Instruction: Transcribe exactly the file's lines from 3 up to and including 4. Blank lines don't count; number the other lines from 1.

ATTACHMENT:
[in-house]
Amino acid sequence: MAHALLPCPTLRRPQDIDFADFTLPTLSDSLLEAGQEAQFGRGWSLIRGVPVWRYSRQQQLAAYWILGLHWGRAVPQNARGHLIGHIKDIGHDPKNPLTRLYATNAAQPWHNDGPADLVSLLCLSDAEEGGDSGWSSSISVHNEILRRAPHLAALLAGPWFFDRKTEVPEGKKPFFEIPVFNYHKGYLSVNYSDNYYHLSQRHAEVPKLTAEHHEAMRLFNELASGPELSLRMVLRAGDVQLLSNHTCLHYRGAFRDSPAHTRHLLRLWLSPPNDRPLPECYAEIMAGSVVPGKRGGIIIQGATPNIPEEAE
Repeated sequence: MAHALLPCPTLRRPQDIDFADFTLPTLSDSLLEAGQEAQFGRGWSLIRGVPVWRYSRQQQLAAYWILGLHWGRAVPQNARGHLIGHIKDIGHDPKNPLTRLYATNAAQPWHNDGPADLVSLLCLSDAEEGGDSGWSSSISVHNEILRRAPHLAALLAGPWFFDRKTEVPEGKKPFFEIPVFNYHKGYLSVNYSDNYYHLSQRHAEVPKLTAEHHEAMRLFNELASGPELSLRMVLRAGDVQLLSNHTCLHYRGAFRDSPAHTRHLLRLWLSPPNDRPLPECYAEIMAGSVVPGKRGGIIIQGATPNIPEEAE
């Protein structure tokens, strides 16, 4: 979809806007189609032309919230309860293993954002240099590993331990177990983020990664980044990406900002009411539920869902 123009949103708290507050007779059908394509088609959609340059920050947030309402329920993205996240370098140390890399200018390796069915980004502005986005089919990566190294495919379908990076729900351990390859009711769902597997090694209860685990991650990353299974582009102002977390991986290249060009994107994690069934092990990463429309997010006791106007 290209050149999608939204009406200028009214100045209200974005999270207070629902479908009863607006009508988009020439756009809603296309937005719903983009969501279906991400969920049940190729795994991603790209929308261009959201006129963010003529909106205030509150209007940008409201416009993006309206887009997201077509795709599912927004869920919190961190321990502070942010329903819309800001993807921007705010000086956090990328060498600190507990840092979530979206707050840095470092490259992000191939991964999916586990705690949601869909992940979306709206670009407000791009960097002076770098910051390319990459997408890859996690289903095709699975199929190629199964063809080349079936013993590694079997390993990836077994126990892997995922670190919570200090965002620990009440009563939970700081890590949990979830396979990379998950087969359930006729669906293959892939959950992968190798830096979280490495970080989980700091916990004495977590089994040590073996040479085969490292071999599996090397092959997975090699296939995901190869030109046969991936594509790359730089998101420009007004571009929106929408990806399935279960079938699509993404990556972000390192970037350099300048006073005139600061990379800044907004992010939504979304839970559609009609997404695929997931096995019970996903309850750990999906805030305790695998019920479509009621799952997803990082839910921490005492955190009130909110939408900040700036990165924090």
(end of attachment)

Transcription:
Repeated sequence: MAHALLPCPTLRRPQDIDFADFTLPTLSDSLLEAGQEAQFGRGWSLIRGVPVWRYSRQQQLAAYWILGLHWGRAVPQNARGHLIGHIKDIGHDPKNPLTRLYATNAAQPWHNDGPADLVSLLCLSDAEEGGDSGWSSSISVHNEILRRAPHLAALLAGPWFFDRKTEVPEGKKPFFEIPVFNYHKGYLSVNYSDNYYHLSQRHAEVPKLTAEHHEAMRLFNELASGPELSLRMVLRAGDVQLLSNHTCLHYRGAFRDSPAHTRHLLRLWLSPPNDRPLPECYAEIMAGSVVPGKRGGIIIQGATPNIPEEAE
């Protein structure tokens, strides 16, 4: 979809806007189609032309919230309860293993954002240099590993331990177990983020990664980044990406900002009411539920869902 123009949103708290507050007779059908394509088609959609340059920050947030309402329920993205996240370098140390890399200018390796069915980004502005986005089919990566190294495919379908990076729900351990390859009711769902597997090694209860685990991650990353299974582009102002977390991986290249060009994107994690069934092990990463429309997010006791106007 290209050149999608939204009406200028009214100045209200974005999270207070629902479908009863607006009508988009020439756009809603296309937005719903983009969501279906991400969920049940190729795994991603790209929308261009959201006129963010003529909106205030509150209007940008409201416009993006309206887009997201077509795709599912927004869920919190961190321990502070942010329903819309800001993807921007705010000086956090990328060498600190507990840092979530979206707050840095470092490259992000191939991964999916586990705690949601869909992940979306709206670009407000791009960097002076770098910051390319990459997408890859996690289903095709699975199929190629199964063809080349079936013993590694079997390993990836077994126990892997995922670190919570200090965002620990009440009563939970700081890590949990979830396979990379998950087969359930006729669906293959892939959950992968190798830096979280490495970080989980700091916990004495977590089994040590073996040479085969490292071999599996090397092959997975090699296939995901190869030109046969991936594509790359730089998101420009007004571009929106929408990806399935279960079938699509993404990556972000390192970037350099300048006073005139600061990379800044907004992010939504979304839970559609009609997404695929997931096995019970996903309850750990999906805030305790695998019920479509009621799952997803990082839910921490005492955190009130909110939408900040700036990165924090």